The top female ISIS member who has been captured claims she has been cooperating with the CIA to help them track down terror kingpin Abu Bakr al-Baghdadi — though he remains at large despite her purported assistance.
Nisrine Assad Ibrahim, better known by her nom de guerre Umm Sayyaf, has helped the both CIA and Kurdish intelligence officers learn about Baghdadi’s movements, hideouts and networks, The Guardian reported.
The woman was captured in a Delta Force raid in Syria four years ago that killed her husband, then the ISIS oil minister.
But the 29-year-old is a controversial figure who has been accused of involvement in some of the terror group’s most hideous crimes, including the enslavement of the captured US aid worker Kayla Mueller and several Yazidi women and girls, who were raped by senior ISIS leaders, the UK paper reported.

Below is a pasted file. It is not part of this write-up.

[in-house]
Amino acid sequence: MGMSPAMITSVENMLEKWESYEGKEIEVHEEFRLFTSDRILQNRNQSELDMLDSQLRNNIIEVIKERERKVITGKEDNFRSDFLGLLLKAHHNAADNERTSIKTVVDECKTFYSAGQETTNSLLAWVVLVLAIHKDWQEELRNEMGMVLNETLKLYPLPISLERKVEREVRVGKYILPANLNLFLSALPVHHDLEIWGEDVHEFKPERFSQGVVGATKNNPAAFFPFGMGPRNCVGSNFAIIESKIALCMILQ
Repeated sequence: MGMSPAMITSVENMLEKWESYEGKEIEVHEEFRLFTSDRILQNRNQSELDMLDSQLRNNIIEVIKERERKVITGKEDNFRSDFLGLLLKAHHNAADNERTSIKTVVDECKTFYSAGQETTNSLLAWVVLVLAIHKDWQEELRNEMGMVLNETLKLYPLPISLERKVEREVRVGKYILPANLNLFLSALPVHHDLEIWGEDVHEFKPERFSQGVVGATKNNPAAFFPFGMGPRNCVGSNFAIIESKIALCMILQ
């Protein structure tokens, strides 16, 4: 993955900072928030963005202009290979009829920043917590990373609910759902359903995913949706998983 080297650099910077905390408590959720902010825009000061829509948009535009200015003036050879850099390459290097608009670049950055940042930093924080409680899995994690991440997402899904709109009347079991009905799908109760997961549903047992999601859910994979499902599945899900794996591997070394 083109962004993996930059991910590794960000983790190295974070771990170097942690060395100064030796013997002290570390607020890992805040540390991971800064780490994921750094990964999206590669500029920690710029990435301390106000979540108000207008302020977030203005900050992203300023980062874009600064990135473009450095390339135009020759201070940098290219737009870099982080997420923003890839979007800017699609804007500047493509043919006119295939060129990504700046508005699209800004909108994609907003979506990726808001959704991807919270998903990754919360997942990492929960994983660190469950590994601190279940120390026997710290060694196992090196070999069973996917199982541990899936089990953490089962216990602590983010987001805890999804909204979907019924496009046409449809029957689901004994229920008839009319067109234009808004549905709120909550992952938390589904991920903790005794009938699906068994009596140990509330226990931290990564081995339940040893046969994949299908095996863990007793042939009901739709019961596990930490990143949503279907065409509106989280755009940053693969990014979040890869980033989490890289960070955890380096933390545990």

She was sentenced to death by a court in Erbil, Iraq, and spoke to the Guardian, partly through a translator, at a prison in the city.
In February 2016 she identified a house in Mosul in which Baghdadi was believed to have been staying.
“I told them where the house was,” she said. “I knew he’d been there because it was one of the houses that was provided for him, and one of the places he liked the most.”
But US officials decided not to strike the house based on her intelligence alone, though they later acknowledged that he was likely there.
Despite her purported cooperation, she is unlikely to have her sentence commuted, Kurdish authorities said.
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